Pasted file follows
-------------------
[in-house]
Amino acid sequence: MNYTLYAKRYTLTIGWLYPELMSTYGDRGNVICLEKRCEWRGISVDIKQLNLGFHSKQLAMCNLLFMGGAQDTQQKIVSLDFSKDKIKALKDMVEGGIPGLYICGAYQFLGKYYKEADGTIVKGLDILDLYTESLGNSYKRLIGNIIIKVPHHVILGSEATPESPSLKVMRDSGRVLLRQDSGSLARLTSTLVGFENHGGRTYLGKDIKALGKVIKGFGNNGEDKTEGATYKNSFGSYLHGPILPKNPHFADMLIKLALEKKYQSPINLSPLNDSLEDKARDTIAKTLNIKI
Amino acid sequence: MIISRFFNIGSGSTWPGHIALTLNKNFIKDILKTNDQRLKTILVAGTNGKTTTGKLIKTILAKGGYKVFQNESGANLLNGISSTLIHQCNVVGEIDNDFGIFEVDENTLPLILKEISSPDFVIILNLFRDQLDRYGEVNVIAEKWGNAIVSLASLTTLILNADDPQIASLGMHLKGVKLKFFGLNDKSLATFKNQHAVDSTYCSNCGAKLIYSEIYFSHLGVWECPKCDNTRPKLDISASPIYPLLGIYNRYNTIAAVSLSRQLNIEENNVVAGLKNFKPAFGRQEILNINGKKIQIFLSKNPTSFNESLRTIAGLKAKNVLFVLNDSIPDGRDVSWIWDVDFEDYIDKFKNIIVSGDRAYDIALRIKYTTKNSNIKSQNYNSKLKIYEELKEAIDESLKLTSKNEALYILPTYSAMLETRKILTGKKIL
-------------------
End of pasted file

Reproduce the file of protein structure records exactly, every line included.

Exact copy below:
[in-house]
Amino acid sequence: MNYTLYAKRYTLTIGWLYPELMSTYGDRGNVICLEKRCEWRGISVDIKQLNLGFHSKQLAMCNLLFMGGAQDTQQKIVSLDFSKDKIKALKDMVEGGIPGLYICGAYQFLGKYYKEADGTIVKGLDILDLYTESLGNSYKRLIGNIIIKVPHHVILGSEATPESPSLKVMRDSGRVLLRQDSGSLARLTSTLVGFENHGGRTYLGKDIKALGKVIKGFGNNGEDKTEGATYKNSFGSYLHGPILPKNPHFADMLIKLALEKKYQSPINLSPLNDSLEDKARDTIAKTLNIKI
Amino acid sequence: MIISRFFNIGSGSTWPGHIALTLNKNFIKDILKTNDQRLKTILVAGTNGKTTTGKLIKTILAKGGYKVFQNESGANLLNGISSTLIHQCNVVGEIDNDFGIFEVDENTLPLILKEISSPDFVIILNLFRDQLDRYGEVNVIAEKWGNAIVSLASLTTLILNADDPQIASLGMHLKGVKLKFFGLNDKSLATFKNQHAVDSTYCSNCGAKLIYSEIYFSHLGVWECPKCDNTRPKLDISASPIYPLLGIYNRYNTIAAVSLSRQLNIEENNVVAGLKNFKPAFGRQEILNINGKKIQIFLSKNPTSFNESLRTIAGLKAKNVLFVLNDSIPDGRDVSWIWDVDFEDYIDKFKNIIVSGDRAYDIALRIKYTTKNSNIKSQNYNSKLKIYEELKEAIDESLKLTSKNEALYILPTYSAMLETRKILTGKKIL